Lessons from Jim Collins

Good morning everyone

I wrote today’s letter from bed. Generally, my week is made up of a trilogy of foundational habits – yoga, meditation, journaling – overlain with regular dips into great fiction. In the last 10 days, I have found it hard to get to them in my usual fashion. I limped along, keeping them going but not with the same joy that I ordinarily bring to and derive from them.

As I lay there in a funk, I reached for Namwali Serpell’s debut novel The Old Drift that I hadn’t looked at in the last fortnight (thank you Nothando for the recommendation) and was transported by her prose. How could one not be with sentences like, “He lived elsewhere, in the past, wandering in a ruin of his own making” or in a happier spirit, “Heat flurried into her cheeks and the corners of her mouth twitched, tugged by a tangle of competing strings – amusement, annoyance, attraction”?

After 40 minutes of being transported to Lusaka, I felt sufficiently energised to reach for my laptop and write to you. Although, I still did not leave the bed. Today it felt necessary to break the rules. Sometimes it’s okay to have a pyjamas day.

All of us – employees, business owners, executives, self-employed – are grappling with how to respond to an unprecedented situation. I could not find a more appropriate comment than this one from legendary management thinker, Peter Drucker to a now equally-legendary thinker and writer Jim Collins at the point that Collins was preparing to leave Stanford to strike out on his own, “It seems to me you spend a lot of time worrying about if you’re going to survive. Well, you’ll probably survive. And you spend too much time thinking about if you’ll be successful. It’s the wrong question. The question is, “how to be useful?”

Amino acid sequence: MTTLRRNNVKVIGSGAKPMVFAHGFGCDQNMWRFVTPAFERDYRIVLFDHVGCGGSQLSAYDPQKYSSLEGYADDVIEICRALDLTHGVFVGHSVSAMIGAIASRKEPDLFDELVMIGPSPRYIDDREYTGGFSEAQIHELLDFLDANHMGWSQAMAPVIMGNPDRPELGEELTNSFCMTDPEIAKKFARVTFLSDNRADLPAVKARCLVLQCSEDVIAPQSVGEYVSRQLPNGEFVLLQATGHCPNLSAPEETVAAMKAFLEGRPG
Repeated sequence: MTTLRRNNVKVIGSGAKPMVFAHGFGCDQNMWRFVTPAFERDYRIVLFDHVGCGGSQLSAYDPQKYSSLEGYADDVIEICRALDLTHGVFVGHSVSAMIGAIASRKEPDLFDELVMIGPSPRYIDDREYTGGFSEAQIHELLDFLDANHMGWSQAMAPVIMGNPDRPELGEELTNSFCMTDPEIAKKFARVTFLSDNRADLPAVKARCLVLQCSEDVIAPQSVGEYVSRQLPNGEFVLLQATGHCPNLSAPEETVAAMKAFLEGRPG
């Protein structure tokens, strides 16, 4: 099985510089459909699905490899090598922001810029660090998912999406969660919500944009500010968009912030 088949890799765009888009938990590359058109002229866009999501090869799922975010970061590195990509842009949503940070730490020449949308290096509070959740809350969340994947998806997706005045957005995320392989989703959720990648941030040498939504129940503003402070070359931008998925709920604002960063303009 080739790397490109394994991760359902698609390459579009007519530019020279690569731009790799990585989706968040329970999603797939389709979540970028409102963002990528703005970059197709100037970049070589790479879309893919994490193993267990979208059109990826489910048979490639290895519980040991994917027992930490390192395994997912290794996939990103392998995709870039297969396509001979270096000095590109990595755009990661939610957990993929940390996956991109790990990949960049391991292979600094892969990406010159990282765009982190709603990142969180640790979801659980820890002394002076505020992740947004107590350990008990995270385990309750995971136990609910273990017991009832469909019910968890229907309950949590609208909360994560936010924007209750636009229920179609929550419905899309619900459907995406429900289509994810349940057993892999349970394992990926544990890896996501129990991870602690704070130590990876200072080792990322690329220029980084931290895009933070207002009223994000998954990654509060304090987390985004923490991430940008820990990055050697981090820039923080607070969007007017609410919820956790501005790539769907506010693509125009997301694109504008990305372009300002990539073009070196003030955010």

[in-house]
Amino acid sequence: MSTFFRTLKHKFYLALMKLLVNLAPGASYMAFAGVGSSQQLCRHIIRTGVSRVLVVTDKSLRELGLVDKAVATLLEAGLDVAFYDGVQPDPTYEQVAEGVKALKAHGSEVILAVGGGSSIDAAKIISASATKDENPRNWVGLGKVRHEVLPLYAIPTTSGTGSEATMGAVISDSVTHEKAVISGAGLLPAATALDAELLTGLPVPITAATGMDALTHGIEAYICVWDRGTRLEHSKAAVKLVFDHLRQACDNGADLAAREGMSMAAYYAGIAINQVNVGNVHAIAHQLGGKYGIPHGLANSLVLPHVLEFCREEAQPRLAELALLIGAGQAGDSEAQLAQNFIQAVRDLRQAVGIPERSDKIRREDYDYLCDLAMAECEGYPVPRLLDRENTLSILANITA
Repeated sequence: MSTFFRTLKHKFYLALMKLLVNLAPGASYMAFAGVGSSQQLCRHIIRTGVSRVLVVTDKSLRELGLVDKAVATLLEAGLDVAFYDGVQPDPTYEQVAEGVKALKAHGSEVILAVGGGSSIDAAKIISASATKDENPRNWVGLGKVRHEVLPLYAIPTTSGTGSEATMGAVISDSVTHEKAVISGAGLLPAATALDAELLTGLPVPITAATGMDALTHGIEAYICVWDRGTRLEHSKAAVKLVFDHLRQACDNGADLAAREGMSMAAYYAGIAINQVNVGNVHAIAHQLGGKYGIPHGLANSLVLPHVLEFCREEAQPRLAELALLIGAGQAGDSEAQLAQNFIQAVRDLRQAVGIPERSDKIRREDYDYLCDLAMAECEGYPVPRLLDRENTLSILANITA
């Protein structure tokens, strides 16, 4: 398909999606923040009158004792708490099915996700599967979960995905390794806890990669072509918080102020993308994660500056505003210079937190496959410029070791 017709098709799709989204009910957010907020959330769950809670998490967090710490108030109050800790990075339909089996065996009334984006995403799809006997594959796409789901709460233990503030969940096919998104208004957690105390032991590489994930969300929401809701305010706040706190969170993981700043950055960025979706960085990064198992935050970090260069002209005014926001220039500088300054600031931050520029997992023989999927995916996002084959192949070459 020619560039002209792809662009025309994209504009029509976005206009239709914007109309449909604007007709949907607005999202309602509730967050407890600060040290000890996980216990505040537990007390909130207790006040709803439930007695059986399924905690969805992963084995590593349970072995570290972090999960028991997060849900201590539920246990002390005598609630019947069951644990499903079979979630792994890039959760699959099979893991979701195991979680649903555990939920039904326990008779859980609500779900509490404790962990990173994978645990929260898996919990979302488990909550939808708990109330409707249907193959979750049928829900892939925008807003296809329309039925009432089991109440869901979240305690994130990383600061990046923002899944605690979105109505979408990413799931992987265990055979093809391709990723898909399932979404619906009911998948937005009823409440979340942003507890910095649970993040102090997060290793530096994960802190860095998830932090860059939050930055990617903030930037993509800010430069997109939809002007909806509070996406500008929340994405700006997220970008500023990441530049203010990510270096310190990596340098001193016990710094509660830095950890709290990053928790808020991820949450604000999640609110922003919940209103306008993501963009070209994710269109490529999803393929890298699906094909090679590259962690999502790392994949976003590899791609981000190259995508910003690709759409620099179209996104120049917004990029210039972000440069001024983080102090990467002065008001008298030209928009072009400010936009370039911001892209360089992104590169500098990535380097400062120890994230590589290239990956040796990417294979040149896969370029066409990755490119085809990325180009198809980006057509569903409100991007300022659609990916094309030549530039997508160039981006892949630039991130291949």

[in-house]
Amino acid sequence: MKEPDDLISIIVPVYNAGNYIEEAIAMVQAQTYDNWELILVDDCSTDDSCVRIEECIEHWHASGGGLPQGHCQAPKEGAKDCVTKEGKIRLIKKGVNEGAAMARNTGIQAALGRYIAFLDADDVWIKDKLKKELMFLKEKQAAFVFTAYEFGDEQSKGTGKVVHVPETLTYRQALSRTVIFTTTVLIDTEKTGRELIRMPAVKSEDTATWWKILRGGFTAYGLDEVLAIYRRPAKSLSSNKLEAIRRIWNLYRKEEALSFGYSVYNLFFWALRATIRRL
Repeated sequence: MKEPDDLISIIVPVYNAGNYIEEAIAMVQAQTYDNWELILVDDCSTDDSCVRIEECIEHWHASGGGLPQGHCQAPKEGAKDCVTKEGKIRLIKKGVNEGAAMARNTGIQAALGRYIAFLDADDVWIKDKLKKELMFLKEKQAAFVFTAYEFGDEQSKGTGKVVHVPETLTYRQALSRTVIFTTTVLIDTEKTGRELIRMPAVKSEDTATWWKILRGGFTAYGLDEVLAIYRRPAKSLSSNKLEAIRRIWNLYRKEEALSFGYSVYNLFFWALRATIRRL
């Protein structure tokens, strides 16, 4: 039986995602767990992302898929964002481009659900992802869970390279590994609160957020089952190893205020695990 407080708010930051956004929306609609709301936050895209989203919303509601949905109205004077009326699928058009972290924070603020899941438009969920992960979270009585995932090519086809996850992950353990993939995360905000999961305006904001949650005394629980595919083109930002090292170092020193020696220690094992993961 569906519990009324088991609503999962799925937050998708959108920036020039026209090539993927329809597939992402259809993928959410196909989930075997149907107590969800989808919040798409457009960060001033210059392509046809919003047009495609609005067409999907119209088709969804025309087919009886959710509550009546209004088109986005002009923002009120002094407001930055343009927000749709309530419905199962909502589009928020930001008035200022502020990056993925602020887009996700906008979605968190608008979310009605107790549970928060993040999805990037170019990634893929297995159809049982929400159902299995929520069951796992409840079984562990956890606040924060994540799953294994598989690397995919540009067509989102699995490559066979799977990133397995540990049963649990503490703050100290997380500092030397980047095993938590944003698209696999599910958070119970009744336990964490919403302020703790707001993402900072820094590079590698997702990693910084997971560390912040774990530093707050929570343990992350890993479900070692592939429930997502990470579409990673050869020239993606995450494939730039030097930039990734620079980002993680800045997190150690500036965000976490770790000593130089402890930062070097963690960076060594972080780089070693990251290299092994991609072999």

This Jim Collins podcast from Tim Ferriss is over two hours long but is worth every minute of listening.

Collins and Ferriss are both world famous authors with considerable success behind them. What struck me about this podcast is what decent, warm people they are. Collins spends the first 20 minutes of the podcast asking Ferriss about his interests in language. For those of you that love language and writing, it is a must-listen. Humility is not a leadership trait often written about, so it is wonderful to encounter it in these two extremely successful people.

Collins recounts how in his research for Good to Great they started to look at what differentiated the leadership of top-performing companies from the ‘also-rans’. They discovered that companies with “Level 5” leaders were more successful.

Level 5 leaders integrated individual capabilities, good team skills, great management, the capacity to lead (the first four levels), and then they added “ambition for some things bigger than (themselves) with humility and with will”.

In other words, the top-performing leaders looked beyond personal ambition. They sought to serve the greater good. They reflected it in all they did and said. Underlying this was a consistent celebration of others, not themselves, coupled with a determination to achieve excellence.

Later in the podcast (from about the 90 min mark), Collins dips deeper into what else builds a successful business.